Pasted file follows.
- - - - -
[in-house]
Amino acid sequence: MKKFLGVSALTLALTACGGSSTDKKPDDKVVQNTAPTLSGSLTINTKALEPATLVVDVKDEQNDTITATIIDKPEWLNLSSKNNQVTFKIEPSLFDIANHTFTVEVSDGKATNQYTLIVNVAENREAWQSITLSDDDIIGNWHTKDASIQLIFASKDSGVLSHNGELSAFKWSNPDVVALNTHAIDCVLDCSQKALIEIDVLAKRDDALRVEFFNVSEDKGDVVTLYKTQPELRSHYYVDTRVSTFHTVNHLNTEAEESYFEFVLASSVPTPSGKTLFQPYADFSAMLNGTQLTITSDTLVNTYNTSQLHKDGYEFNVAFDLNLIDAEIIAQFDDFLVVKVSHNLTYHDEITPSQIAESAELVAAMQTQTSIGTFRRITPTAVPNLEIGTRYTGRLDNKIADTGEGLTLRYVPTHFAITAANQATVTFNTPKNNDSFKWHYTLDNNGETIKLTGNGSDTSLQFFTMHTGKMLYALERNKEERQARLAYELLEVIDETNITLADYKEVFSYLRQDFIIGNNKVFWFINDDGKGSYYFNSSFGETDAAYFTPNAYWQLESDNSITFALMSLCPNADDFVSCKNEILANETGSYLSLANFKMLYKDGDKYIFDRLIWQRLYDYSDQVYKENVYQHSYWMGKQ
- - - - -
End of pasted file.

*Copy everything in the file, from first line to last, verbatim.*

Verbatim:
[in-house]
Amino acid sequence: MKKFLGVSALTLALTACGGSSTDKKPDDKVVQNTAPTLSGSLTINTKALEPATLVVDVKDEQNDTITATIIDKPEWLNLSSKNNQVTFKIEPSLFDIANHTFTVEVSDGKATNQYTLIVNVAENREAWQSITLSDDDIIGNWHTKDASIQLIFASKDSGVLSHNGELSAFKWSNPDVVALNTHAIDCVLDCSQKALIEIDVLAKRDDALRVEFFNVSEDKGDVVTLYKTQPELRSHYYVDTRVSTFHTVNHLNTEAEESYFEFVLASSVPTPSGKTLFQPYADFSAMLNGTQLTITSDTLVNTYNTSQLHKDGYEFNVAFDLNLIDAEIIAQFDDFLVVKVSHNLTYHDEITPSQIAESAELVAAMQTQTSIGTFRRITPTAVPNLEIGTRYTGRLDNKIADTGEGLTLRYVPTHFAITAANQATVTFNTPKNNDSFKWHYTLDNNGETIKLTGNGSDTSLQFFTMHTGKMLYALERNKEERQARLAYELLEVIDETNITLADYKEVFSYLRQDFIIGNNKVFWFINDDGKGSYYFNSSFGETDAAYFTPNAYWQLESDNSITFALMSLCPNADDFVSCKNEILANETGSYLSLANFKMLYKDGDKYIFDRLIWQRLYDYSDQVYKENVYQHSYWMGKQ